Fibromyalgia

KasunicWeeks_SocialSecurityDisability_Fibroyalgia

What is Fibromyalgia?

Fibromyalgia is a medical condition that is typically described as chronic muscle pain and overwhelming fatigue. Additional symptoms include: widespread pain within joints, tendons and muscles. Along with the constant pain experienced, fibromyalgia causes intense fatigue.

How does the Social Security Administration look at it as a disability?

Social Security applies the Listing of Impairments which includes many physical and mental impairments. It considers these impairments sufficient for a finding of “disabled” if the criteria for each specific listing are met. Essentially, if your medical diagnosis and the severity of your symptoms meet those set forth in a listing , then Social Security will find you “disabled” for meeting a listing. Unfortunately, Social Security does not have a listing for fibromyalgia. However, a recent Social Security Ruling (SSR 12-2p), gives the Administrative Law Judge and the other claim examiners some guidance on how to deal with this condition. The Ruling provides the following guidance: First, you need to establish that you have fibromyalgia by “providing evidence from an acceptable medical source”. (See 20 CFR 404.1513(a) and 416.913(a)). It must be a medical doctor who can provide the medical evidence that will be considered. If it is from a nurse practitioner or a specialized social worker, it will not be considered evidence from an acceptable medical source. Secondly, there needs to be a history of widespread pain. This is explained as “pain in all quadrants of the body and axial skeletal pain that has persisted for at least 3 months”. Social Security uses the 1990 American College of Rheumatology (“ACR”) Criteria for the classification of Fibromyalgia for its guidance on the impairment. Third, there must be at least 11 positive tender points on physical examination and the points must be found bilaterally (left and right side) and above and below the waist. Social Security also provides a list of 18 tender points located in various areas of the body. Your doctor should apply the correct amount of pressure to the tender points.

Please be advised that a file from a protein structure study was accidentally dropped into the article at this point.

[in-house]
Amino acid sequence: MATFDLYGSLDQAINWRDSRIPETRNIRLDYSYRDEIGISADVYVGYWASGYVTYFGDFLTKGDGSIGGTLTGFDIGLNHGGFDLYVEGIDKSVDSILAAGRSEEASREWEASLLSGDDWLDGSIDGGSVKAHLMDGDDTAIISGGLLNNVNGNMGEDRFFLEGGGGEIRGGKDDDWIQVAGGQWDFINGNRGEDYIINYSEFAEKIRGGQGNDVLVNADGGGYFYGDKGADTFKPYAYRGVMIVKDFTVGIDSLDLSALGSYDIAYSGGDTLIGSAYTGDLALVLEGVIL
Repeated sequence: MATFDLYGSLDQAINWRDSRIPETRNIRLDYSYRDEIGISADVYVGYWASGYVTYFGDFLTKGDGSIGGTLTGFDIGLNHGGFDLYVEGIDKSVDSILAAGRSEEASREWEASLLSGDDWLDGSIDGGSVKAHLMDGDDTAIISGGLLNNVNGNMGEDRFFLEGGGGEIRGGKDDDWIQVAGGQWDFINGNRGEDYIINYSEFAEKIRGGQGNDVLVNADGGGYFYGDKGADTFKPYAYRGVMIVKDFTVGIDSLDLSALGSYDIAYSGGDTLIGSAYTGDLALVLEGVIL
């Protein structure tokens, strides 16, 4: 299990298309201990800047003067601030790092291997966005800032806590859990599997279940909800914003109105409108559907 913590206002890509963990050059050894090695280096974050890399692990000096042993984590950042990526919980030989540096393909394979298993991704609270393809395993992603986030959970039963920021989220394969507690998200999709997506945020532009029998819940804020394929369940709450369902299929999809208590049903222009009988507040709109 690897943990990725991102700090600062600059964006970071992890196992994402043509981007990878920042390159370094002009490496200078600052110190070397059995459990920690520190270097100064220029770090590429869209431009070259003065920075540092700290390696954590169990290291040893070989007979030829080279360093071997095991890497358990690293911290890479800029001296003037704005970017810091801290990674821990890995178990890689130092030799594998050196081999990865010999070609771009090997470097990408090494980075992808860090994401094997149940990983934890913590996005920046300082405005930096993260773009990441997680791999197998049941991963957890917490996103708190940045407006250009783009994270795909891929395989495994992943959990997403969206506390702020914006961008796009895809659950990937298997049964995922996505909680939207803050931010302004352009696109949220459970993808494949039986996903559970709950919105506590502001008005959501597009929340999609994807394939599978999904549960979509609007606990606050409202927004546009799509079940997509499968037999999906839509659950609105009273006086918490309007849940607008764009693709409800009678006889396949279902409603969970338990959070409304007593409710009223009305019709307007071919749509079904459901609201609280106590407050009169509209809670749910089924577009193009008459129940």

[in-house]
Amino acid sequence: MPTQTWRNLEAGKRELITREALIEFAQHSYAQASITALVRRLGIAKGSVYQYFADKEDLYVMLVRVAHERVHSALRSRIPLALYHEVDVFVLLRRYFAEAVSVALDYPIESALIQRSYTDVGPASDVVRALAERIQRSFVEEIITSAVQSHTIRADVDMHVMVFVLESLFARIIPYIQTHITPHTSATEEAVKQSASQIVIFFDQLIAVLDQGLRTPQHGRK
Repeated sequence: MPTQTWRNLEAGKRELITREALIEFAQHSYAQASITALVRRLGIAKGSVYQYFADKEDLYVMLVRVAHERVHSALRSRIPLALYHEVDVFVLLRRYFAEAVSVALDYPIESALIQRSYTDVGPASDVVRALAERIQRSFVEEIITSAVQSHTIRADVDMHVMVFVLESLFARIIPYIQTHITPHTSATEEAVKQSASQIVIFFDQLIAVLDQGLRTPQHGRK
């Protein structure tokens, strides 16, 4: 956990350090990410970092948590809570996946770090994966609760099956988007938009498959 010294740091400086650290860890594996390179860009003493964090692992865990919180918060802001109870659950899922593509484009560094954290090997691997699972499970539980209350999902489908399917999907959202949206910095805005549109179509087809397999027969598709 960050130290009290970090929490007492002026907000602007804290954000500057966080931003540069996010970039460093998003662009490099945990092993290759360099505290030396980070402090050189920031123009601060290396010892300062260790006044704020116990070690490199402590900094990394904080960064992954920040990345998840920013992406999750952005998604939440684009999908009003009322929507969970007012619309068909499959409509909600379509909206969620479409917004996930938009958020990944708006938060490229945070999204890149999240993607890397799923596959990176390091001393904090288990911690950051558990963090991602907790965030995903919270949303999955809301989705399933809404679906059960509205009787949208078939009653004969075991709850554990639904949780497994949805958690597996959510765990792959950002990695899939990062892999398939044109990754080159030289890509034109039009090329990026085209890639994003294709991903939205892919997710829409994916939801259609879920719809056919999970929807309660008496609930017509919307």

Fibromyalgia Pressure Points
Instead of the pressure point test, your doctor can find that you have repeated manifestations of six or more fibromyalgia symptoms or signs. Some manifestations include: fatigue, cognitive or memory problems also known as “fibro fog”. Finally, Social Security will make sure other disorders that could cause the symptoms or signs were excluded. If you have been diagnosed with fibromyalgia and are considering filing for disability, please contact Kasunic & Weeks Co., LPA. We have successfully represented clients with fibromyalgia and you should put our experience to work for you. Applying for Social Security Disability Benefits can be a long and frustrating process. If you have any questions or would like to consult with an attorney, please call our office.